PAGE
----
This brings us back to IBMA. I’ll start with this: not everyone is going to be happy with every decision IBMA makes. They may wish the event were still held in Owensboro or Louisville. Many people may think the festival is too expensive, or too Nashville oriented, or encourages music that is not really bluegrass, or that the awards ceremony doesn’t select the right people, or jamming is discouraged, or, or, or. But in the end, the International Bluegrass Music Association is your professional organization if you’re involved in bluegrass music. It seeks to make health care more easily and affordably available to you. It raises and invests funds to help distressed elderly musicians. It holds meetings and conducts seminars designed to help members of the bluegrass community become more effective at doing their jobs, particularly in marketing their music in these fast changing times. It encourages and develops new leadership from within its ranks. And it holds an annual convention which is a musical and social feast for professionals and fans at every level from within the community. And you can be a part of it all by determining to be a part of the profession rather than apart from it.

You can become a part of all this by deciding to pay annual dues of $75 for a professional membership or $40 for a grass roots membership and starting to give back to the music which has given you so much pleasure in so many ways. A person who has been with NPR for many years once told me fans come up and say, “I’ve been listening to you for years, but I’ve never given NPR a cent.” They say it with a note of pride, as if they were getting away with something. Most of us benefit in some way by the work and efforts of IBMA. The benefits increase in proportion with our willingness to become a part of this worthwhile and lively organization. As with any sort of organization or relationship, the seeds of growth and development need to be cultivated and nurtured to come to full fruition. It’s time for all of us to help cultivate this growing, vibrant, and living organization.

Wednesday, August 25, 2010

Gettysburg Bluegrass Festival 2010 - Sunday and Final Assessment

Late on Sunday morning at Gettysburg we started preparing for our trip home.  As I walked into the day lot to drop some chairs off in our truck, I glanced at the license plates on the cars there - West Virginia, Virgninia, Maryland, Pennsylvania, New York, D.C., Ohio, and our lonely New Hampshire one.  Within a few hours drive of at least thirty million people, Granite Hill Campground, only a few miles west of the town of Gettysburg provides a nearly ideal site for a bluegrass festival.  The beautiful, spacious, and remarkably uncluttered stage is one of the best to be found anywhere.  As a photographer, I've never seen a better one for getting great images of performers against a background of warm, welcoming, natural wood.  The ground slopes gently up away from the stage giving excellent sight lines from every distance.  There's plenty of room for those attending this festival to spread out in comfort while still being close enough to see well.  Vendor's, including food, gifts, and instruments, are well placed for easy access, and there's plenty of covered viewing space for those wishing to avoid direct sunlight.  The pool sparkles and glistens just a few feet away from the stage, while the pond and old farm buildings behind it offer a setting the supports the music.  The campground itself is spacious and well-appointed.  Sites are mostly grassy and natural, but there are a few level full hook-up sites available for campers wishing fuller amenities.  Promoter Rich Winkleman, having succeeded his father-in-law as promoter of the twice yearly Gettysburg Bluegrass Festival a couple of years ago, says he still has much to learn, but this event was professionally run, well thought through, and seriously customer friendly.  The lineup was nothing short of superb!  There can always be quibbles over small issues, but this event gives great value for the price and stands at or near the top of eastern bluegrass festivals.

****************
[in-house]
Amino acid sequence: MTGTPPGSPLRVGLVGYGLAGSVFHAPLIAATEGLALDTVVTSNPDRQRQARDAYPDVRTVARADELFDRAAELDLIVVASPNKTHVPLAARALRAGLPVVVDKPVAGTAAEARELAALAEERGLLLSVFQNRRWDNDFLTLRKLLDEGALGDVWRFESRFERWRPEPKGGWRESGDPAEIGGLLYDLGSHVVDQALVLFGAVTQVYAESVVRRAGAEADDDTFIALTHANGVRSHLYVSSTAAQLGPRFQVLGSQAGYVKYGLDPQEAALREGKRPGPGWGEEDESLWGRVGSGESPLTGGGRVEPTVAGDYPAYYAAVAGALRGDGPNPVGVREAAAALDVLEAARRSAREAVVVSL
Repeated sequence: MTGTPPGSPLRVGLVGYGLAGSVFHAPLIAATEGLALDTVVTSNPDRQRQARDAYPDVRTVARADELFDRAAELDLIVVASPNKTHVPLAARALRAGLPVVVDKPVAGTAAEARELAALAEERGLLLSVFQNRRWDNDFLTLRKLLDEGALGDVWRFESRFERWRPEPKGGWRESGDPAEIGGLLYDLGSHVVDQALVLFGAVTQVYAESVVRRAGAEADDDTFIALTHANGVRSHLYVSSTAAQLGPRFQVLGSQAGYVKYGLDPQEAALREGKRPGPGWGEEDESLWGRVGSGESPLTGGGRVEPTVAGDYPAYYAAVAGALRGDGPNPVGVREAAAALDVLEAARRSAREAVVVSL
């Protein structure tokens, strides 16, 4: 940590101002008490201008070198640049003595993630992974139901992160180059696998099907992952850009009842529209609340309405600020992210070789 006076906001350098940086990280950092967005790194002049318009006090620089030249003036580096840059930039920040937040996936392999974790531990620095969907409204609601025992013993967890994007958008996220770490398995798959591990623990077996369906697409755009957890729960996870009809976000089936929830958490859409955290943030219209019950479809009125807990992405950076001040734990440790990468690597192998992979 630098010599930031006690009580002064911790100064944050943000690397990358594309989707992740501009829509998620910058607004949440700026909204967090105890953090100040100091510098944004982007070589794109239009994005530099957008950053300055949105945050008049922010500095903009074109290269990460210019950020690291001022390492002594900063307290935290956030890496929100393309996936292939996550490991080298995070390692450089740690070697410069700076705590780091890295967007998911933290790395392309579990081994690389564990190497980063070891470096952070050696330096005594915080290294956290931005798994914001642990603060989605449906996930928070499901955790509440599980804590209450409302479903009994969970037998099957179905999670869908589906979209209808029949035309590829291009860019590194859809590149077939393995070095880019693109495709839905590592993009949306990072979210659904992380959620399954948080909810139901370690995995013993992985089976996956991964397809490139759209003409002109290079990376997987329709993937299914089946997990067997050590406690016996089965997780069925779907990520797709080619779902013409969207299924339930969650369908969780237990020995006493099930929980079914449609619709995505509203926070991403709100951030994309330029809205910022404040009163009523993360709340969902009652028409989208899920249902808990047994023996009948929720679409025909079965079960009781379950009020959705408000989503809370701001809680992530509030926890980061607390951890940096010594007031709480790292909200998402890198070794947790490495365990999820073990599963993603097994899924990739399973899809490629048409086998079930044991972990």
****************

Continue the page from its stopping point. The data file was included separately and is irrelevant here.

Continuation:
Rich Winkleman

The day opened with a slight drizzle that grew to, perhaps, ten minutes of rain before the expected "cold" front came through clearing the sky and leaving fleecy clouds and lowering humidity for the remainder of the day.  The slight rain provided fodder for those regulars who told us it "always rains at Gettysburg," while we marveled at a festival so generally dry and pleasant.  We never took out our rain gear nor put on warm clothes during the weekend.  Not bad....

Dry Branch Fire Squad

As they do at a number of events where they are a featured band, Dry Branch Fire Squad presented a Sunday morning gospel performance notable for the non-sectarian nature of its message.  In his message Ron Thomason made what sounded to me like a strong pleas for greater tolerance for our difficult to distinguish immigrant population, which may have been missed by many there.  His closing rendition of "If I Could Just Touch" ended with the audience rising and singing the refrain along with the band in a truly moving moment.